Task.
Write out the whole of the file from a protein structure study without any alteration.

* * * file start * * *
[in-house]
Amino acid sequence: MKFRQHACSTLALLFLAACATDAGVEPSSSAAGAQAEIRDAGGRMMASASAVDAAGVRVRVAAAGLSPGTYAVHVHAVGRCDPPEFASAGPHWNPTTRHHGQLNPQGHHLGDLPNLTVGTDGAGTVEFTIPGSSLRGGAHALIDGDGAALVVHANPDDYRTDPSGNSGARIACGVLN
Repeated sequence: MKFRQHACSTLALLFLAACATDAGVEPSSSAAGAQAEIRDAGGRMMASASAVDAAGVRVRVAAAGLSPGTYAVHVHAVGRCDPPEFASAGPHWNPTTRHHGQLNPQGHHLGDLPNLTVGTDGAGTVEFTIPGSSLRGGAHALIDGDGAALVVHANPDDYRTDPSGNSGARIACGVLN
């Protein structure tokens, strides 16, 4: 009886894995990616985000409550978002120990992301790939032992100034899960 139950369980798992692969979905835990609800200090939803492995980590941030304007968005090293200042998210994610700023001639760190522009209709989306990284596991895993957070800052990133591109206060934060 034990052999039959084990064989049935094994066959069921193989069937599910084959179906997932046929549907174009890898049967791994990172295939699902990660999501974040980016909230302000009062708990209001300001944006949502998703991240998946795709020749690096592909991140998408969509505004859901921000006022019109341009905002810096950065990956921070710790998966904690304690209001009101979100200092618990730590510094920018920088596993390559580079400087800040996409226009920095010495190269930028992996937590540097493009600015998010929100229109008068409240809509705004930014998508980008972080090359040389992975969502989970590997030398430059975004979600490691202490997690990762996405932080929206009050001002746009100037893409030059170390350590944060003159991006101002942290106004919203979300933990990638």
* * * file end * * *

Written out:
[in-house]
Amino acid sequence: MKFRQHACSTLALLFLAACATDAGVEPSSSAAGAQAEIRDAGGRMMASASAVDAAGVRVRVAAAGLSPGTYAVHVHAVGRCDPPEFASAGPHWNPTTRHHGQLNPQGHHLGDLPNLTVGTDGAGTVEFTIPGSSLRGGAHALIDGDGAALVVHANPDDYRTDPSGNSGARIACGVLN
Repeated sequence: MKFRQHACSTLALLFLAACATDAGVEPSSSAAGAQAEIRDAGGRMMASASAVDAAGVRVRVAAAGLSPGTYAVHVHAVGRCDPPEFASAGPHWNPTTRHHGQLNPQGHHLGDLPNLTVGTDGAGTVEFTIPGSSLRGGAHALIDGDGAALVVHANPDDYRTDPSGNSGARIACGVLN
């Protein structure tokens, strides 16, 4: 009886894995990616985000409550978002120990992301790939032992100034899960 139950369980798992692969979905835990609800200090939803492995980590941030304007968005090293200042998210994610700023001639760190522009209709989306990284596991895993957070800052990133591109206060934060 034990052999039959084990064989049935094994066959069921193989069937599910084959179906997932046929549907174009890898049967791994990172295939699902990660999501974040980016909230302000009062708990209001300001944006949502998703991240998946795709020749690096592909991140998408969509505004859901921000006022019109341009905002810096950065990956921070710790998966904690304690209001009101979100200092618990730590510094920018920088596993390559580079400087800040996409226009920095010495190269930028992996937590540097493009600015998010929100229109008068409240809509705004930014998508980008972080090359040389992975969502989970590997030398430059975004979600490691202490997690990762996405932080929206009050001002746009100037893409030059170390350590944060003159991006101002942290106004919203979300933990990638």